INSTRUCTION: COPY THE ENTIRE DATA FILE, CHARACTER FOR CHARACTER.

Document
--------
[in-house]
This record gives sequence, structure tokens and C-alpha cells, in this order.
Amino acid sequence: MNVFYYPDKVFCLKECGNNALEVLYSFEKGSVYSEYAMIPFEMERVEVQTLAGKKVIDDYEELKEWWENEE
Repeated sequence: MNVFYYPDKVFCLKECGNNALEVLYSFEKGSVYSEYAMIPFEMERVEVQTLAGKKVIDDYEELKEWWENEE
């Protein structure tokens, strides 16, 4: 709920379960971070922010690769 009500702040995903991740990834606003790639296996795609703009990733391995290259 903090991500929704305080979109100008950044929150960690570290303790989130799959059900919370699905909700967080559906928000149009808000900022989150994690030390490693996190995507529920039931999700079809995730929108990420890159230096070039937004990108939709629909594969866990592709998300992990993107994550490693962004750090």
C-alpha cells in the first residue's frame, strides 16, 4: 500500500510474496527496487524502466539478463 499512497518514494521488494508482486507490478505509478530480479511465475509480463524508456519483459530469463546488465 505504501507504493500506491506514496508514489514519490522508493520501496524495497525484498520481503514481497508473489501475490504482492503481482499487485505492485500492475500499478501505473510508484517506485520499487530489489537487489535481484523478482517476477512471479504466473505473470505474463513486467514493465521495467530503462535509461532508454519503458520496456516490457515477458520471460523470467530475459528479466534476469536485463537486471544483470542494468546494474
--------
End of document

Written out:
[in-house]
This record gives sequence, structure tokens and C-alpha cells, in this order.
Amino acid sequence: MNVFYYPDKVFCLKECGNNALEVLYSFEKGSVYSEYAMIPFEMERVEVQTLAGKKVIDDYEELKEWWENEE
Repeated sequence: MNVFYYPDKVFCLKECGNNALEVLYSFEKGSVYSEYAMIPFEMERVEVQTLAGKKVIDDYEELKEWWENEE
């Protein structure tokens, strides 16, 4: 709920379960971070922010690769 009500702040995903991740990834606003790639296996795609703009990733391995290259 903090991500929704305080979109100008950044929150960690570290303790989130799959059900919370699905909700967080559906928000149009808000900022989150994690030390490693996190995507529920039931999700079809995730929108990420890159230096070039937004990108939709629909594969866990592709998300992990993107994550490693962004750090």
C-alpha cells in the first residue's frame, strides 16, 4: 500500500510474496527496487524502466539478463 499512497518514494521488494508482486507490478505509478530480479511465475509480463524508456519483459530469463546488465 505504501507504493500506491506514496508514489514519490522508493520501496524495497525484498520481503514481497508473489501475490504482492503481482499487485505492485500492475500499478501505473510508484517506485520499487530489489537487489535481484523478482517476477512471479504466473505473470505474463513486467514493465521495467530503462535509461532508454519503458520496456516490457515477458520471460523470467530475459528479466534476469536485463537486471544483470542494468546494474